The New Zealand Dental Services
The National Service Department did not recognise dental mechanics as belonging to the ‘Schedule of Important Occupations’ but it did concede that they should be subject to some direction. All those drawn in the ballots for overseas service were referred to the National Medical Committee as in the case of dentists. For those drawn in the ballots for Territorial training, postponement of calling up was dealt with by the Appeal Board on the individual merits of the case. A letter from the DDS to the Director of Mobilisation on 1 May 1941 ran:page 34
The New Zealand Dental Corps can absorb all dental mechanics or dental technicians available through Expeditionary Force ballots and the Director of National Service has notified Appeal Boards accordingly, also suggesting that, where these ballotees are released for military service it should be conditional upon service in their technical capacity and additionally that the appeals of grade II and III mechanics should be adjourned until their medical board papers have been perused at Army Headquarters with a view to their being utilised in home service duties thereby releasing grade I mechanics for overseas.
It should be explained that the classifications ‘Dental Mechanic’ and ‘Dental Technician’ are synonymous and appear indiscriminately in memoranda quoted in the text.
There was, however, a definite need to preserve the balance between military and civilian requirements, although perhaps not to such an extent as with dentists. It was therefore decided that if the dental sub-committee was satisfied that a mechanic was a competent tradesman and essential to civil requirements, an appeal from military service would be lodged on his behalf on the grounds of public interest. This was not entirely satisfactory as it entailed much unnecessary correspondence and delay. Also, in many cases, no sooner were appeals lodged and dealt with than the DDS would require the men urgently and could not get them until the appeals had been withdrawn. A simpler scheme was therefore evolved. After the issue of the Gazette the sub-committee made inquiries into the bona fides of each mechanic drawn in the ballot. This was a necessary precaution as in a number of cases boys who could barely lay claim to the proficiency of a ‘plaster boy’ had styled themselves dental mechanics. These were useless to the NZDC and to the civilian population except as trainees. After their bona fides had been established, the mechanics continued in their civil occupation until their services were asked for by the DDS. In other words, every dental mechanic was kept in his trade either in civilian or military practice. This exemption applied also to the National Military Reserve and the Home Guard, except of course in the event of full mobilisation of the latter in the defence of New Zealand's very existence, when dentists, mechanics, Toms, Dicks and Harrys would all be in it together.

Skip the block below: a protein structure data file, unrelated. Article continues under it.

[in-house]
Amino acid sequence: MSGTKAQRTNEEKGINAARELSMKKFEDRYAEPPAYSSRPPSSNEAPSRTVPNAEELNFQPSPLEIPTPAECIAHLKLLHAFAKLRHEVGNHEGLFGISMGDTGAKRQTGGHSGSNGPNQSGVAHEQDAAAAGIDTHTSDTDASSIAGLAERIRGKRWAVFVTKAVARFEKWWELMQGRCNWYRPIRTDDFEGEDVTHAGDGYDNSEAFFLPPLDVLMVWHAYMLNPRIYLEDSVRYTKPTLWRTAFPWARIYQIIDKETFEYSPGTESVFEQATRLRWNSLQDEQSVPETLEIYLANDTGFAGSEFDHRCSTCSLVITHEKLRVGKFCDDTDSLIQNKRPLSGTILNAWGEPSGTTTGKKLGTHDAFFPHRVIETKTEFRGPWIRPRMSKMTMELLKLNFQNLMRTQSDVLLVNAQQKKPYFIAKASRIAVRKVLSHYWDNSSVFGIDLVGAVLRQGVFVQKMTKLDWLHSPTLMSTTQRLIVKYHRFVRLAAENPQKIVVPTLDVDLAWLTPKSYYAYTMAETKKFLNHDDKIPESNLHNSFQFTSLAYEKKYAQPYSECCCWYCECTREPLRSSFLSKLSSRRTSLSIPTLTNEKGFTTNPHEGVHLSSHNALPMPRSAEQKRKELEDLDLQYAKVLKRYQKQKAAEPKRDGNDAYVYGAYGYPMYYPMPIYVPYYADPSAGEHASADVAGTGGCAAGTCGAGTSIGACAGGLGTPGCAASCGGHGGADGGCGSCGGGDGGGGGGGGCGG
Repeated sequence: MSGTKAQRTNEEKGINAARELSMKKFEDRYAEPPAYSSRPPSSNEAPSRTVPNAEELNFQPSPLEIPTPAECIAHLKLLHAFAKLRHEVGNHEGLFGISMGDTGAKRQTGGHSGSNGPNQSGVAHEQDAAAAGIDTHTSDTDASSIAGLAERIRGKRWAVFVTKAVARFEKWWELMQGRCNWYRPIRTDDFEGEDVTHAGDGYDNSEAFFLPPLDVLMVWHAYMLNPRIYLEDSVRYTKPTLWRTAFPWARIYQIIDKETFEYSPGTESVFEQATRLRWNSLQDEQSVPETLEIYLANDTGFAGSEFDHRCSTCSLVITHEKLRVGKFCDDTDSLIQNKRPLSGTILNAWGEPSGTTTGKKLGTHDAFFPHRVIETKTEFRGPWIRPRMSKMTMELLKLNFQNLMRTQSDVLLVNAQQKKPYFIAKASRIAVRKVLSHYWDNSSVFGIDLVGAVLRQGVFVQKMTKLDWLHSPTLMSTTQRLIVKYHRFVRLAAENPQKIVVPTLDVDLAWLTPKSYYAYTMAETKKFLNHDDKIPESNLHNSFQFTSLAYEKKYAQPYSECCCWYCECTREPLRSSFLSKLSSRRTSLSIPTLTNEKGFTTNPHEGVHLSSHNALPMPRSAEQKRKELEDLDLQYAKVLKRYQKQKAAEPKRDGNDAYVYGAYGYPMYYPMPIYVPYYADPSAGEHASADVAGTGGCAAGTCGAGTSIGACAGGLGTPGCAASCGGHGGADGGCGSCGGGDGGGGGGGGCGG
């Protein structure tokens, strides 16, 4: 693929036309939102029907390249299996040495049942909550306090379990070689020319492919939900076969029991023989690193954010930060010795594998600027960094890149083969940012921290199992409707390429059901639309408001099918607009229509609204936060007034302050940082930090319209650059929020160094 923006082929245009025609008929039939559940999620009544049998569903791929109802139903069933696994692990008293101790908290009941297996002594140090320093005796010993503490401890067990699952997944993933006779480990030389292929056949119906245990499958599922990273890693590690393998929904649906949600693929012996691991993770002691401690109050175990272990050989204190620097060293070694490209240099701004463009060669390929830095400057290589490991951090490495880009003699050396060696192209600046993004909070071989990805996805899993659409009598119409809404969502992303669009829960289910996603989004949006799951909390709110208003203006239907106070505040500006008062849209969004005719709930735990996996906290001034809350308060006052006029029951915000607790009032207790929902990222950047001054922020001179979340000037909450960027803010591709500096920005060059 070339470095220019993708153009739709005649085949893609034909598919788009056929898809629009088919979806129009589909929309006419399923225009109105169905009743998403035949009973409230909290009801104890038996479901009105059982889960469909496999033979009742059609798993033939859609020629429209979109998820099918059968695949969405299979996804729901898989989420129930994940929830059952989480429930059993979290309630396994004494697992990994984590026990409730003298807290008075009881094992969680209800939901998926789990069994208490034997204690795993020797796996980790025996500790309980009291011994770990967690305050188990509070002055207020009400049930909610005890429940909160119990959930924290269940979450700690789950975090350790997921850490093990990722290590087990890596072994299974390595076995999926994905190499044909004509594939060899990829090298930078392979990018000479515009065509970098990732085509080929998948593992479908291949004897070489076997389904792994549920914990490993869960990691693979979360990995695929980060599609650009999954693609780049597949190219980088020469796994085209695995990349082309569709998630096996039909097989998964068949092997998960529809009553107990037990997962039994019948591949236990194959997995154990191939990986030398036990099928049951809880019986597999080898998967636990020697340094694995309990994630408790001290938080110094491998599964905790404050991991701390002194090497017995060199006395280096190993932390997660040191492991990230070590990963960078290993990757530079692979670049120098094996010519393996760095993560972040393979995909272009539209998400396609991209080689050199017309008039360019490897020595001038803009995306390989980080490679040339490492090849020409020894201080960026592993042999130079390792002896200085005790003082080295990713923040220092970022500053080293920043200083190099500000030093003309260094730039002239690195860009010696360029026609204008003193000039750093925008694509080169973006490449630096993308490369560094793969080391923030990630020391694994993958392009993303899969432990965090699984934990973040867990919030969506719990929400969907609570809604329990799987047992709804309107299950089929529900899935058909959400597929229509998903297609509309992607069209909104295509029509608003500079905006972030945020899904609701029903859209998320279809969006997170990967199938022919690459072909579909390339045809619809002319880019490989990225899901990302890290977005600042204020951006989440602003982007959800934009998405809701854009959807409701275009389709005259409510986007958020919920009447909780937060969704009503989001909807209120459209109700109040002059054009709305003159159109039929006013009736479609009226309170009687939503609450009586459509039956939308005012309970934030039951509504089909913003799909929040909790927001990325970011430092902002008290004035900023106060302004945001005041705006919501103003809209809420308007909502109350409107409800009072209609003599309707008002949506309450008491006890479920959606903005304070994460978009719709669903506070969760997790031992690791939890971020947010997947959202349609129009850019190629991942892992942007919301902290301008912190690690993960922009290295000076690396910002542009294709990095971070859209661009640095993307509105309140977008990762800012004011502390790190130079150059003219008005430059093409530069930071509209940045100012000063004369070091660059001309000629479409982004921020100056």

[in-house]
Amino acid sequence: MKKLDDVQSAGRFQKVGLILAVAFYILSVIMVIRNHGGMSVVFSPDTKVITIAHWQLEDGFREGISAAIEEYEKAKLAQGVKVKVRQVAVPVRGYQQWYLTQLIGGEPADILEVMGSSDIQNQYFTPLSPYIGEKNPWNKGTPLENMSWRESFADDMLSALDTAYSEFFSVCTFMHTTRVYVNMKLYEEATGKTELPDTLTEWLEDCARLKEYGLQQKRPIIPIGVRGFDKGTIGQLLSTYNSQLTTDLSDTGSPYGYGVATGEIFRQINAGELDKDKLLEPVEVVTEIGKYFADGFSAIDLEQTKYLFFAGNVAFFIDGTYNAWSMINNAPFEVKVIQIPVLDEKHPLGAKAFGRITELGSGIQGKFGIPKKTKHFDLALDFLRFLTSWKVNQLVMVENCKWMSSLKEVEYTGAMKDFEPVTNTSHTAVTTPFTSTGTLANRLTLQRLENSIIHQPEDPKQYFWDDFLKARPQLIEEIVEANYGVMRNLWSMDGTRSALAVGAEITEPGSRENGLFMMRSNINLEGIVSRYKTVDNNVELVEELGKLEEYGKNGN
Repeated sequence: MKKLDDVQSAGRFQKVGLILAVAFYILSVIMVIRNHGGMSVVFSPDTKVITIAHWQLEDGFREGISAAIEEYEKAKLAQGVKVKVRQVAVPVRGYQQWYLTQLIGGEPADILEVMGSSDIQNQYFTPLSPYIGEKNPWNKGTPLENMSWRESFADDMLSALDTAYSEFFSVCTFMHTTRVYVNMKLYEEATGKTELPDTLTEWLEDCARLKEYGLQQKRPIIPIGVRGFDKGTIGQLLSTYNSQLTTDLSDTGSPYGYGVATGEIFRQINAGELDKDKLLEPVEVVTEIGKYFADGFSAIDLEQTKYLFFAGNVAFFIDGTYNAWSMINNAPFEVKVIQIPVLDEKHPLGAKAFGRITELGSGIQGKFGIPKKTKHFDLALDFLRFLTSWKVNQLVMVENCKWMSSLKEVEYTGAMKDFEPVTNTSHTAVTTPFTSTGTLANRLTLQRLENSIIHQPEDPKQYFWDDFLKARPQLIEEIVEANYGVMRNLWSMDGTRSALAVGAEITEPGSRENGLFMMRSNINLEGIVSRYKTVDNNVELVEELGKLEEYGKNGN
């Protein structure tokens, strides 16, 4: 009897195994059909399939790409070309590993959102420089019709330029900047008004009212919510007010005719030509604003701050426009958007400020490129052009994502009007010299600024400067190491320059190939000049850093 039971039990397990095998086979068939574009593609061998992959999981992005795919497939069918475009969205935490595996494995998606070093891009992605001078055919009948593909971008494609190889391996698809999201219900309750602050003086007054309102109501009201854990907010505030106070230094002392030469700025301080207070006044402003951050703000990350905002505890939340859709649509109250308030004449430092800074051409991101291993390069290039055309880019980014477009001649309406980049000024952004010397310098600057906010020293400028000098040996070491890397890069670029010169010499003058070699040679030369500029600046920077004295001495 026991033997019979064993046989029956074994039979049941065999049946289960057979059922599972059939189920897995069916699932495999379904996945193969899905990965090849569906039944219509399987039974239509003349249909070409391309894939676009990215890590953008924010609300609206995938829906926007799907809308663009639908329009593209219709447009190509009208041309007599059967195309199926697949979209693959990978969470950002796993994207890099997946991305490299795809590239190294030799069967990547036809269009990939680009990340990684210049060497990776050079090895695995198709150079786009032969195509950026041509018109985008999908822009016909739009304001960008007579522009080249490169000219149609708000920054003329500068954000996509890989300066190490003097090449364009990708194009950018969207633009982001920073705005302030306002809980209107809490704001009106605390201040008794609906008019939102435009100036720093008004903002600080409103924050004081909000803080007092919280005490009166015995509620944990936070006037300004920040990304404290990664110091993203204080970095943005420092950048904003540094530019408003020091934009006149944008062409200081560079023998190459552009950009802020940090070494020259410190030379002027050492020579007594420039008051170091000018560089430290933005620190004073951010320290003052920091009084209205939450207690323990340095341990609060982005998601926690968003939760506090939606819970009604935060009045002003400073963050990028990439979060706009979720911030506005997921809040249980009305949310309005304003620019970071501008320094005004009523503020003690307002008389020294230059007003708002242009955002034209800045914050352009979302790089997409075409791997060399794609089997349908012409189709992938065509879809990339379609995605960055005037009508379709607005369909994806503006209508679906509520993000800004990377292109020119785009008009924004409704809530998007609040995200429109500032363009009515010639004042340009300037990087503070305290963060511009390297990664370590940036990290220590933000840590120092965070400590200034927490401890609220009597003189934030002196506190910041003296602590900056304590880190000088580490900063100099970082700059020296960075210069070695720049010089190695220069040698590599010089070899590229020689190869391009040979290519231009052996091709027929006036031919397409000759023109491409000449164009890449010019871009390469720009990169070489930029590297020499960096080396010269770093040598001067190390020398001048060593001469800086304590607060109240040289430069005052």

In February 1943 Mr G. Clark of the dental mechanics' union was appointed by the Minister of Health to the dental sub-committee. He attended only those meetings at which the release of dental mechanics was being discussed.
These arrangements did not fully satisfy the demands of the NZDC for trained mechanics and already attempts had been made to train its own in the mobilisation camps. As will be seen in the chapter on this subject, this was not completely successful at first, but it led to the formation of training schools under capable teachers page 35 in March 1943. The demand for mechanics from civilian life therefore decreased and actually none were brought into either the Army or the Air Force after October 1942. Eventually, on 16 February 1944 the following resolution was passed by the National Medical Committee on the advice of the DDS:
That with the dental mechanics who are gradually being released to civilian occupation from the Armed Forces, together with those already serving as apprentices and employed as journeymen mechanics, or in business on their own account, the dental profession is reasonably served by dental mechanics under present conditions.
That in view of the increasing number of dental mechanics being released from the Armed Forces, the necessity no longer exists for dental mechanics who are, or have been, called in ballots to be retained in their civilian occupations or for their work to be regarded as a protected industry.
The removal of dental mechanics from an essential industry classification restored the balance which had been disturbed by the release of mechanics from the armed forces. Those who had been drawn in ballots were then called up either for general military service or for other essential industries in equal numbers to those released from time to time by the armed forces.